Between 1999 and 2004, several stocks in the index merged and/or changed names: Exxon became Exxon-Mobil after their merger; Allied-Signal merged with Honeywell and kept the Honeywell name; JP Morgan became JP Morgan Chase after their merger; Minnesota Mining and Manufacturing offically became 3M Corp; and Philip Morris renamed itself Altria.
On 8 April 2004, American International Group, Pfizer, and Verizon joined the average, replacing AT&T, Eastman Kodak, and International Paper.

bankrep1's picture
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Does this look manipulated to you? Or could it just be a broad measure of our economy going forward. To say 6000 is to say, no area of our economy will be making money more so than today. I don't buy it.

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bankrep1 wrote:Does this look manipulated to you? Or could it just be a broad measure of our economy going forward. To say 6000 is to say, no area of our economy will be making money more so than today. I don't buy it.
The Dow has been cut in half several times.  I watched it drop from +/- 1,000 to about 575 in the 1970s--in the previous decades the declines were even greater.
It is nonsense to believe that it is not possible for earnings to decline.
Tell us again, how many minutes have you been in the business?

bankrep1's picture
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Just a few and I have managed to acquire more knowledge than you'll ever have. First no one should invest in the DJIA with their portfolio so who really cares, my point is if the index is falling consistently for reasons more than the fear of a bear market they will address the issue. Don't you think things are a little more proactive today than in the past?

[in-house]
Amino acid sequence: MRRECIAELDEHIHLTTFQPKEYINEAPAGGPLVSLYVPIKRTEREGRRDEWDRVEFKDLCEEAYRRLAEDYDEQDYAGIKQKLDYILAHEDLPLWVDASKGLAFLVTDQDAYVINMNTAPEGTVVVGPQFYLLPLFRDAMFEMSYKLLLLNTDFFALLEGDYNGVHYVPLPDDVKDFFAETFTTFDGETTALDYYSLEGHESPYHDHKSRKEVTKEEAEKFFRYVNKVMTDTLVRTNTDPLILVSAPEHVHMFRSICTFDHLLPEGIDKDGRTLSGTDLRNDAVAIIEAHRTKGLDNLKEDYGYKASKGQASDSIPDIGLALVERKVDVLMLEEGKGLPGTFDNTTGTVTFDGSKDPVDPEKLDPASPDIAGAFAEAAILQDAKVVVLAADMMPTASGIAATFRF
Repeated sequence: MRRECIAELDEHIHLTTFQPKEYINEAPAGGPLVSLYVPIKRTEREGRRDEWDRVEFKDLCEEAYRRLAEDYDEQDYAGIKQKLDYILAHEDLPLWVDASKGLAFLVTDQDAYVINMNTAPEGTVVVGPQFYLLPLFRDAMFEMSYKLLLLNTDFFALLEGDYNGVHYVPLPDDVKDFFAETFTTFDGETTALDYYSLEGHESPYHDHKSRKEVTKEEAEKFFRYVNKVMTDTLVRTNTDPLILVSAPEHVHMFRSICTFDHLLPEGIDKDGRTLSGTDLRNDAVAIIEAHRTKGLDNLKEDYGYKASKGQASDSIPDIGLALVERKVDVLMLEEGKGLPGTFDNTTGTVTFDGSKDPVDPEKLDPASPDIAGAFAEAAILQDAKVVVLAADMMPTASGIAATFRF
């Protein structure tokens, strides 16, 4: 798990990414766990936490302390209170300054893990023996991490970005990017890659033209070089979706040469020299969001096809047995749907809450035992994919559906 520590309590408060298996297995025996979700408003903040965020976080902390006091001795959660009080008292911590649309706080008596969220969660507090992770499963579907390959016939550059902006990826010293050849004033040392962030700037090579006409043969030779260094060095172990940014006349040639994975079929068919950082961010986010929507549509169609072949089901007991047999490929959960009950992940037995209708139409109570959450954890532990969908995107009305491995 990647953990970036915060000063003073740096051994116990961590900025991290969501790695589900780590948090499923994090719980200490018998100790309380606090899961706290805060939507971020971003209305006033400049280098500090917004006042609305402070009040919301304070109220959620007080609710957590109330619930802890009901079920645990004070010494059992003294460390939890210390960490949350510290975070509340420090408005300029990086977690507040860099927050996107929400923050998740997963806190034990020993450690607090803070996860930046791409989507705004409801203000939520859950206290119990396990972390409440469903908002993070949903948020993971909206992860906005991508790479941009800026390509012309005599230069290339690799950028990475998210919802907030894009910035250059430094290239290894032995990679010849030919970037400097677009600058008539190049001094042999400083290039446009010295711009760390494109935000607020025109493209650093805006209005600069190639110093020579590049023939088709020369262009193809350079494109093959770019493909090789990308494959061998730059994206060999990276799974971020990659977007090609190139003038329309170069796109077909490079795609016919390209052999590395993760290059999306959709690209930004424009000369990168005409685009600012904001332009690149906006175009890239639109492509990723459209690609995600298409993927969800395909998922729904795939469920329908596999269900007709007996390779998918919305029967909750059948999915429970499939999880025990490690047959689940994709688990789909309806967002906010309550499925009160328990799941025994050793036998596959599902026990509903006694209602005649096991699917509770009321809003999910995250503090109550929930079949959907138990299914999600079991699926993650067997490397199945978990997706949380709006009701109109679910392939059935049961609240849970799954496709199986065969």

That is like saying don't put your money in a bank because I was around for the depression. or stocks are a bad investment because one day in 1987 people lost alot of money.

Soon 2 B Gone's picture
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bankrep1 wrote:Just a few and I have managed to acquire more knowledge than you'll ever have. First no one should invest in the DJIA with their portfolio so who really cares, my point is if the index is falling consistently for reasons more than the fear of a bear market they will address the issue. Don't you think things are a little more proactive today than in the past? That is like saying don't put your money in a bank because I was around for the depression. or stocks are a bad investment because one day in 1987 people lost alot of money.
What do you mean when you use the word "proactive?"  Are you suggesting that decision makers will simply replace underperforming stocks with others simply because they are underperforming?
When Kodak was dropped from the Dow did that mean that people who were invested in Kodak lost even more, or did they lose less--why do you suppose Kodak was dropped at all?

troll's picture
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Soon 2 B Gone wrote:bankrep1 wrote:30 companies. Not really if a compnay starts to look bad they will replace it. Think about all of the moves they have made in the past.
So you're saying that the Dow Industrials is a manipulated stock index and cannot be relied to as an indicator of anything?
Who do you suppose is manipulating it?
Tell us again, how many hours has it been since you entered the business?Tell us again Putsy, when you fart does dust come out?

troll's picture
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Soon 2 B Gone wrote: